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Nov 17, 2019-Sunday



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Sunday, Nov 17, 2019

Delhiwale: The poet of pathos

Is it the voice or the verses, the pain or the grace — it’s hard to say what makes a ‘shayara’ an enigma.

delhi Updated: Nov 24, 2017 09:58 IST
Mayank Austen Soofi
Mayank Austen Soofi
Hindustan Times
Urdu poet Rashida Baqui thinks a poem is the very distillation of  all that is felt.
Urdu poet Rashida Baqui thinks a poem is the very distillation of all that is felt.(Mayank Austen Soofi / HT Photo)

She wears saris whose long pallu trails like a queen’s cape. Her deeply intoxicating voice seems to come from the very core of her heart.

But then, for Urdu poet Rashida Baqui a poem is the very distillation of ‘mehsoos’ (feeling). While she hasn’t ever really analysed her verses, she thinks her shayari (poetry) comes from dard (pain) and mayoosi (disappointment).

Chatting over filter coffee in a Connaught Place cafe, Ms Baqui admits her poetry has been greatly shaped by the events of her life. “I was married very young and within a year... it broke my heart... and yet, I couldn’t envisage....”.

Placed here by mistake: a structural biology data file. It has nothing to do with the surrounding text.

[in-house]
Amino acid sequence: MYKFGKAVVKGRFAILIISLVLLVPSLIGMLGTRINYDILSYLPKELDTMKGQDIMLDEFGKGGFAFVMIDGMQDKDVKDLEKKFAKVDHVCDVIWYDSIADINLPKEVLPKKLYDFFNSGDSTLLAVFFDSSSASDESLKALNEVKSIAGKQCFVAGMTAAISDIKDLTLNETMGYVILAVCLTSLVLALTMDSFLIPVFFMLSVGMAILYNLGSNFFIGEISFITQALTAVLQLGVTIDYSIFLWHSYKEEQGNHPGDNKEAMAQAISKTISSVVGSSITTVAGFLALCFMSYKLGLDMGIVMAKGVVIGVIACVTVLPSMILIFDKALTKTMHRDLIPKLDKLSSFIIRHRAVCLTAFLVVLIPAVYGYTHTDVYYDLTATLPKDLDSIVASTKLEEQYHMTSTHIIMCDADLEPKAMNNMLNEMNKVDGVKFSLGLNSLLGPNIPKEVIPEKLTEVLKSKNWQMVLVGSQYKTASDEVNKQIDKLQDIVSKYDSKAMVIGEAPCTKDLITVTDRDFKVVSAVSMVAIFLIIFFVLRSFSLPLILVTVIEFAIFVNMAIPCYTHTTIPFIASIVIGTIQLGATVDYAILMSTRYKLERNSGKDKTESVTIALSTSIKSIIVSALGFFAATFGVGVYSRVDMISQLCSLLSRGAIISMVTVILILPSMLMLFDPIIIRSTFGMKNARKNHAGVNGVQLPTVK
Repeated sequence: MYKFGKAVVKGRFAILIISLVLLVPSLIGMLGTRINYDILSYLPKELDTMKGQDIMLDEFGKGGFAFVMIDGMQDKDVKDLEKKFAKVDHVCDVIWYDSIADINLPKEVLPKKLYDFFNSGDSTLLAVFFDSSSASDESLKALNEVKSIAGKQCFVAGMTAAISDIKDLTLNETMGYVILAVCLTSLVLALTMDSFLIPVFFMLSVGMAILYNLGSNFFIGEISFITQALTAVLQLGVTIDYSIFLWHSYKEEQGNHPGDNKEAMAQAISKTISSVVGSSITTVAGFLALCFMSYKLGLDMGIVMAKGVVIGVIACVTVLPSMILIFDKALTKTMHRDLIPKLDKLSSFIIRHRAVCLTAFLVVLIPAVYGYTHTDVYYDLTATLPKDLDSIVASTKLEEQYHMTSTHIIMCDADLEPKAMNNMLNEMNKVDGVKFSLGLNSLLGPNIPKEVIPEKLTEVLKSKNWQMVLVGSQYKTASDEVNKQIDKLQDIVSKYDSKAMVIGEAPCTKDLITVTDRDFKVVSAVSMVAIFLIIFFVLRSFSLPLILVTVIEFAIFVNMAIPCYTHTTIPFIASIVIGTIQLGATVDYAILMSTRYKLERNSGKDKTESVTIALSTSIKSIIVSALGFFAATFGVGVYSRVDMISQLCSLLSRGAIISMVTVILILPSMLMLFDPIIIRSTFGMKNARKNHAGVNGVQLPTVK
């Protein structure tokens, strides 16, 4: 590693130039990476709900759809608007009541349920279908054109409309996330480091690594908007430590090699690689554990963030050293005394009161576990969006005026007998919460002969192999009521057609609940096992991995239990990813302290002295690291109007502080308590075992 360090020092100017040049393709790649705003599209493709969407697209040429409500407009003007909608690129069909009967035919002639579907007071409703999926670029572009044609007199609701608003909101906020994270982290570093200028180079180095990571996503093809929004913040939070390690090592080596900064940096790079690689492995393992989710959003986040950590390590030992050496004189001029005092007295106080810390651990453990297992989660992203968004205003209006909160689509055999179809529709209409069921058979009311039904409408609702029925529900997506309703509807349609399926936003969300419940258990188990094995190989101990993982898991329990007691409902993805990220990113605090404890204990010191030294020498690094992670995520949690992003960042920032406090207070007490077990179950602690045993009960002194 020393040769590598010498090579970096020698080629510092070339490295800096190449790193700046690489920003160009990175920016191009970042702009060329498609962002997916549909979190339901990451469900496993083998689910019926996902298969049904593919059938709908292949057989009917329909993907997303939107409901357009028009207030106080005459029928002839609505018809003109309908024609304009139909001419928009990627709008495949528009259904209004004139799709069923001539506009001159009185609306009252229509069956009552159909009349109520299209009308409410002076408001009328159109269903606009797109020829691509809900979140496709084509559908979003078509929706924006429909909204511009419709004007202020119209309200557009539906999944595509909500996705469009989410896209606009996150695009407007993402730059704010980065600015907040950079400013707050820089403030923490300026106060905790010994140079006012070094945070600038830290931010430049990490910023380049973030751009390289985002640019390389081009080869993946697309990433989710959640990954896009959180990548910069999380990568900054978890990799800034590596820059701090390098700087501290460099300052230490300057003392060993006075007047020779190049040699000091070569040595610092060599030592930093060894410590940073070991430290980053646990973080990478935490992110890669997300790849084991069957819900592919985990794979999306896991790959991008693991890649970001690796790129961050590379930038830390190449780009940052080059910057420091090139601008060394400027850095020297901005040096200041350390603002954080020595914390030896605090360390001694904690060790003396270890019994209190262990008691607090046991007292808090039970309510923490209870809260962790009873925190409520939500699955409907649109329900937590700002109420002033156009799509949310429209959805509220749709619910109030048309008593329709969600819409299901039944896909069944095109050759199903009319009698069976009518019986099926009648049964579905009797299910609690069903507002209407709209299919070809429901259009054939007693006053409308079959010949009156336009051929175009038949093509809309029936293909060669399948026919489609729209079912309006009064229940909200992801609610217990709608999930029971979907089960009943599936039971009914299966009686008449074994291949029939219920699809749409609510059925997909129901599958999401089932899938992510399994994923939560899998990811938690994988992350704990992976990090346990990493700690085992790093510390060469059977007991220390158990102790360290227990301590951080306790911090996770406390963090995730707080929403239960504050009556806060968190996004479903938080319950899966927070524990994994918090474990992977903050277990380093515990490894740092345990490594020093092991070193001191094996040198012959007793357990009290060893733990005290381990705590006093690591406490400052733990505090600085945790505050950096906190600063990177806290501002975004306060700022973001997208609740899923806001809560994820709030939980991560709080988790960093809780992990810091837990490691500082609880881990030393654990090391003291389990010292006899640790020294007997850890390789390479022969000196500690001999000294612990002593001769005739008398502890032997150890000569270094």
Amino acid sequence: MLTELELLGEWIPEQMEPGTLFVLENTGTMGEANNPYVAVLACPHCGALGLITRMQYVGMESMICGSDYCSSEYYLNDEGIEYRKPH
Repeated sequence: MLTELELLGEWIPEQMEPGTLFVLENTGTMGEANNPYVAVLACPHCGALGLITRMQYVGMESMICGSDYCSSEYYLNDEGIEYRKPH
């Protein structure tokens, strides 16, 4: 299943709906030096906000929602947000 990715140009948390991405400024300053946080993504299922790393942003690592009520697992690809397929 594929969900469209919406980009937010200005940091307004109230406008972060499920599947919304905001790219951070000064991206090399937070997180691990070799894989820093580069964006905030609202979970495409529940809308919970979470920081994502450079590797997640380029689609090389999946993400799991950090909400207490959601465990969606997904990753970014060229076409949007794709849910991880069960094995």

Ms Baqui’s father was a journalist and her mother was a poet.


“My ammi, Shahida Baqui Nikhat, was among the first women poets to read her poetry in mushairas.”

Ms Baqui shares a ghazal with us (reproduced in translation).

A ghazal

You would remember the time that has gone past, dearest

Think of the world and its ways and only then meet me, dearest

If it were not for the writings of time past on my face it would have been difficult to hide your sorrow, dearest

Perchance when I passed by that way I was reminded of your company, dearest

The tale of my sorrows that I have associated with my circumstances, read it dearest

The tears that fall on you and turn into jewels, hide them from the world, dearest

The lamps of memory are lit on eyelashes as your abode is still in my moist eyes, dearest

Like fireflies in the wasteland they burn bright in the night of separation, dearest